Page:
Vietnam train station on lockdown ahead of Kim Jong Un’s expected arrival

Police secure Dong Dang train station where North Korean leader Kim Jong-un is expected to arrive. (AP)
Updated 25 February 2019

Vietnam train station on lockdown ahead of Kim Jong Un’s expected arrival

DONG DANG, Vietnam: The train station on the Vietnam-China border where Kim Jong Un is expected to arrive by rail was closed to the public and surrounded by armed guards on Monday, days ahead of the North Korean leader’s summit with Donald Trump.
Kim boarded his trademark olive-green train in Pyongyang on Saturday and its armored carriages were later spotted crossing a bridge into China.
The train apparently bypassed Beijing and is now thought to be chugging south en route to Vietnam, which is hastily preparing for the second meeting between Kim and US President Trump after their historic first summit in Singapore last June.
Sources in Vietnam said Kim could arrive at the Dong Dang border station in the early hours of Tuesday following his epic 4,000-kilometer, two-and-a-half-day journey.
His motorcade is likely to drive from Dong Dang to Hanoi and in an unprecedented move, the entire 170-kilometer stretch of road will be completely closed from 6:00 am to 2:00 p.m. Tuesday.
An AFP reporter at the scene saw armed guards stationed at Dong Dang station on Monday morning, while workers tended to the rail tracks.
“(The station) is closed, no public access. We don’t know when it’s closed until but around tomorrow,” a guard said, requesting anonymity.
Kim’s route through China remained a tightly guarded secret.
Ifeng, the online Chinese-language news website of Hong Kong-based Phoenix Television, posted a video on its Twitter-like Weibo account showing what it described as Kim’s special train passing through Wuhan in the central province of Hubei at 7:15A.M. local time on Monday.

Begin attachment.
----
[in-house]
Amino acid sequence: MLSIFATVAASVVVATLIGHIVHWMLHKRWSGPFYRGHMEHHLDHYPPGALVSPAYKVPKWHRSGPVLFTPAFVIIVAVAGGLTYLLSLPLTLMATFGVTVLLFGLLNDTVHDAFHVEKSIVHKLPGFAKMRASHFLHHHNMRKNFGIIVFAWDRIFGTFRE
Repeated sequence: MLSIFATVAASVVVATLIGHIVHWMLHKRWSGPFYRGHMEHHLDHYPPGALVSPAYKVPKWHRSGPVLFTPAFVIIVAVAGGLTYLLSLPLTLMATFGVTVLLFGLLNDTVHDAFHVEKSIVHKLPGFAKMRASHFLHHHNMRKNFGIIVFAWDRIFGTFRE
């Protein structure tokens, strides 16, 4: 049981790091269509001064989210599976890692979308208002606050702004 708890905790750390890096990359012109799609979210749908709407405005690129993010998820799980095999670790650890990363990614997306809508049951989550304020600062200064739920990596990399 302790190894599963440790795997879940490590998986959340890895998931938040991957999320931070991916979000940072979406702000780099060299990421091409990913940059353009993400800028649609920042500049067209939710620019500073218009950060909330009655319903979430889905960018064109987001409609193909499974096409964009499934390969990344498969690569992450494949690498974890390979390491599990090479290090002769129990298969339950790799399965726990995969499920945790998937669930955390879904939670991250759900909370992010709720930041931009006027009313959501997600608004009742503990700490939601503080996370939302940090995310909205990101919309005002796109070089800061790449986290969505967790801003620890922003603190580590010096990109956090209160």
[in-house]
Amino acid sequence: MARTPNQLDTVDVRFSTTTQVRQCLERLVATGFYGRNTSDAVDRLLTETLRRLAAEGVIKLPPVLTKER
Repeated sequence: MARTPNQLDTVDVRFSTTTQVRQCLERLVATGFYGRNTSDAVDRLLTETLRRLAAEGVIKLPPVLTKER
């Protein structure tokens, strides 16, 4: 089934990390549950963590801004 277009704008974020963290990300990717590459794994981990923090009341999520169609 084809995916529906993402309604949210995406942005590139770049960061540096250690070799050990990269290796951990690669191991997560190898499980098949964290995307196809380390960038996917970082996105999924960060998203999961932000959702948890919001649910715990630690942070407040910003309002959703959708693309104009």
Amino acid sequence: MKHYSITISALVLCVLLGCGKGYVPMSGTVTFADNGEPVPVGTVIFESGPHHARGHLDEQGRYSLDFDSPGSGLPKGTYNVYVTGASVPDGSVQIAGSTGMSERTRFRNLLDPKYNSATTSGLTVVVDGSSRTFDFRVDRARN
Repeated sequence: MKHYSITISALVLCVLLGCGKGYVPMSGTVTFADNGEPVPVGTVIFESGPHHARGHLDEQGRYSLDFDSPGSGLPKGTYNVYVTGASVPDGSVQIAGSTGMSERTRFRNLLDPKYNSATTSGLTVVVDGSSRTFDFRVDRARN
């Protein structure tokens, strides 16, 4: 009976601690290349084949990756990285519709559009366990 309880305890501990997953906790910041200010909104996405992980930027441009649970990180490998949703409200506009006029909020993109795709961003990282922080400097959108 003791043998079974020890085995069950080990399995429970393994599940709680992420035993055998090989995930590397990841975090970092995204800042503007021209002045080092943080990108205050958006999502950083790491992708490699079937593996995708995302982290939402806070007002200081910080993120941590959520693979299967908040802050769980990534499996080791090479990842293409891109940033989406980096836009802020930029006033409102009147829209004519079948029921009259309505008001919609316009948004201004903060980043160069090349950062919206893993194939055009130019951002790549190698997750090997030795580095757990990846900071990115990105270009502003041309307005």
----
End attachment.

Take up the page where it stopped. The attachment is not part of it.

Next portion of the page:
Vietnam said on Saturday that Kim would make an official visit to the country “in the coming days,” but did not say whether that would be before or after the Trump-Kim summit on February 27-28.
Two sources said on Monday that Kim would stay at a modern hotel in downtown Hanoi, about one kilometer (mile) from the colonial-era Government Guesthouse where the summit could take place.
The Melia hotel boasts of its “elegant interiors with gorgeous views of the city” and is connected to Hanoi’s only Rolls-Royce dealership catering to the city’s growing class of super-rich.
A staff member said this week the hotel was fully booked until early March, but would not be drawn on any VIP guests.
The White House press center will be set up at the same hotel, and North Korean security personnel were seen entering the building on Sunday.
During his trip Kim is also expected to visit industrial zones in Vietnam’s provinces of Quang Ninh and Bac Ninh, which is home to a Samsung factory.
Trump and Kim’s first meeting ended with a vaguely worded statement to work toward the “complete denuclearization” of the Korean peninsula, and both sides are under pressure to walk away from this week’s summit with concrete deliverables.


Ecuador government, protesters agree deal to end deadly unrest

Updated 21 sec ago

Ecuador government, protesters agree deal to end deadly unrest

  • ‘With this agreement, the mobilizations ... across Ecuador are terminated and we commit ourselves to restoring peace in the country’
QUITO: Ecuador’s president and indigenous leaders reached an agreement Sunday to end nearly two weeks of violent protests against austerity measures put in place to obtain a multi-billion-dollar loan from the IMF.